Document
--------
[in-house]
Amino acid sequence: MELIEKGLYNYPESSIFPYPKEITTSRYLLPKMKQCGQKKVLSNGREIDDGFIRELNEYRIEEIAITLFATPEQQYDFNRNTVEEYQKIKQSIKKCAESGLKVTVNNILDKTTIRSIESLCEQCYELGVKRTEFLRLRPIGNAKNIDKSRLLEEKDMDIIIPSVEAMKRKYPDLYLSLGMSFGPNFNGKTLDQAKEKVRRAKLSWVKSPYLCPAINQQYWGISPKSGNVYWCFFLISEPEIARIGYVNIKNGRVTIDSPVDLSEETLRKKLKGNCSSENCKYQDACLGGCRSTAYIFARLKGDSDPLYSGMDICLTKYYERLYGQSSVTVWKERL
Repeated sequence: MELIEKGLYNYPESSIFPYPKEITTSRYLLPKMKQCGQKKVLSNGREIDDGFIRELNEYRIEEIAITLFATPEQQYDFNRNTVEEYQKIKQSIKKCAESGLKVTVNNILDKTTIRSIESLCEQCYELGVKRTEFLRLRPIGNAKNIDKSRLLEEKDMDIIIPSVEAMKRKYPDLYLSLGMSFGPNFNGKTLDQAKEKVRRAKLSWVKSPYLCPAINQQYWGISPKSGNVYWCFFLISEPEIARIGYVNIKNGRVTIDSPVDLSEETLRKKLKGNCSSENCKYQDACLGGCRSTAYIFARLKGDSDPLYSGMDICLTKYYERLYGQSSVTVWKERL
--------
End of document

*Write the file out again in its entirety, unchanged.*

[in-house]
Amino acid sequence: MELIEKGLYNYPESSIFPYPKEITTSRYLLPKMKQCGQKKVLSNGREIDDGFIRELNEYRIEEIAITLFATPEQQYDFNRNTVEEYQKIKQSIKKCAESGLKVTVNNILDKTTIRSIESLCEQCYELGVKRTEFLRLRPIGNAKNIDKSRLLEEKDMDIIIPSVEAMKRKYPDLYLSLGMSFGPNFNGKTLDQAKEKVRRAKLSWVKSPYLCPAINQQYWGISPKSGNVYWCFFLISEPEIARIGYVNIKNGRVTIDSPVDLSEETLRKKLKGNCSSENCKYQDACLGGCRSTAYIFARLKGDSDPLYSGMDICLTKYYERLYGQSSVTVWKERL
Repeated sequence: MELIEKGLYNYPESSIFPYPKEITTSRYLLPKMKQCGQKKVLSNGREIDDGFIRELNEYRIEEIAITLFATPEQQYDFNRNTVEEYQKIKQSIKKCAESGLKVTVNNILDKTTIRSIESLCEQCYELGVKRTEFLRLRPIGNAKNIDKSRLLEEKDMDIIIPSVEAMKRKYPDLYLSLGMSFGPNFNGKTLDQAKEKVRRAKLSWVKSPYLCPAINQQYWGISPKSGNVYWCFFLISEPEIARIGYVNIKNGRVTIDSPVDLSEETLRKKLKGNCSSENCKYQDACLGGCRSTAYIFARLKGDSDPLYSGMDICLTKYYERLYGQSSVTVWKERL